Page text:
A previous article that appeared on these same pages listed the drugs currently being studied in the field of alternatives to common catecholamine vasoconstrictors. In this context, one of the most recently introduced products is dexmedetomidine, an alpha-agonist, i.e., a molecule acting on alpha-2 adrenergic receptors with a higher specificity than adrenaline itself. This, in fact, acts on multiple receptors; the link with beta-2 receptors, for example, mediates the excitatory action on the heart muscle. This leads to a partial contraindication to be used in patients with certain heart diseases.
Therefore, in order to focus on the new molecule, this paper aims to evaluate the indications provided by the study by Yasuda and colleagues, which is recently reported on Odontology and related, as already explained in the title, to the effects induced by the combination of the vasoconstrictor with the local anaesthetic mepivacaine.
The study carried out on a mouse model evaluated different pharmacological aspects: regional and hemodynamic blood flow, tissue distribution, and anaesthetic action. The objective is to establish, in advance, whether the vasoconstrictor can be used in the case of the cardiopathic patient.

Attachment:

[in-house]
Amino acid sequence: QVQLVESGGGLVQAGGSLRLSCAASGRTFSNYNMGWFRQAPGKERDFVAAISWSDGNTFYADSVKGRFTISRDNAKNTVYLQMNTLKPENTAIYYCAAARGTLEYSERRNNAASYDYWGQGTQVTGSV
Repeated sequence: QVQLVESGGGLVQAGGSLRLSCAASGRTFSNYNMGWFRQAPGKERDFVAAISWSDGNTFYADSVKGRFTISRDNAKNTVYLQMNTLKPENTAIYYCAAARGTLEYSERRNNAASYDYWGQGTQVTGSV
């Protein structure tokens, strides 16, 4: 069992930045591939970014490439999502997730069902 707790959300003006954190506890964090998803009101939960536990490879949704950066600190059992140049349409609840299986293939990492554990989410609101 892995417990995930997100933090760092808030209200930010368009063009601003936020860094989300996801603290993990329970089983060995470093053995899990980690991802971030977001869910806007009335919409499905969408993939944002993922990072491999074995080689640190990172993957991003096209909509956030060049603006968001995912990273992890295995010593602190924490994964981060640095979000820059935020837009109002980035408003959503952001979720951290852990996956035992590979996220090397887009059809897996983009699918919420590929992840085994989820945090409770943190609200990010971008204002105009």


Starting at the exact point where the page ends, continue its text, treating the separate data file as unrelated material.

Tissue pharmacokinetics have been evaluated with the help of autoradiography. 20 µl of the test solution (mepivacaine associated with dexmedetomidine at a concentration of 12.5 µg/ml) were injected into the palatal mucosa, adjacent to the first upper molar. Bone and mucosal samples were taken at 2, 20, 40, and 60 minutes. The clinical data, i.e., the anaesthetic effect, was evaluated through the study of somatosensory evoked potentials.
Maximum blood radioactivity was recorded 5 minutes after administration of mepivacaine alone, while the addition of the vasoconstrictor moved the detection to 50 minutes after injection.
Compared to the control (mepivacaine group), the addition of the molecule significantly decreases the amplitude from peak to peak, when evaluated from the appearance of the first positive wave, by up to 60 minutes after injection.
In the third group treated with only dexmedetomidine, there were no decreases in the test of evoked potentials, and this showed that the significant difference in the test group was not attributable to the analgesic action that the molecule would have at the level of the central nervous system.
Ultimately, the general evaluated hemodynamic variables consist of blood pressure and heart rate; in this case, no significant changes were detected.
In conclusion, even within the limits of the animal model, the study has preliminarily shown how dexmedetomidine, co-administered locally to mepivacaine, is able to increase its anaesthetic action and prolong its tissue permanence without interfering with the general hemodynamic picture.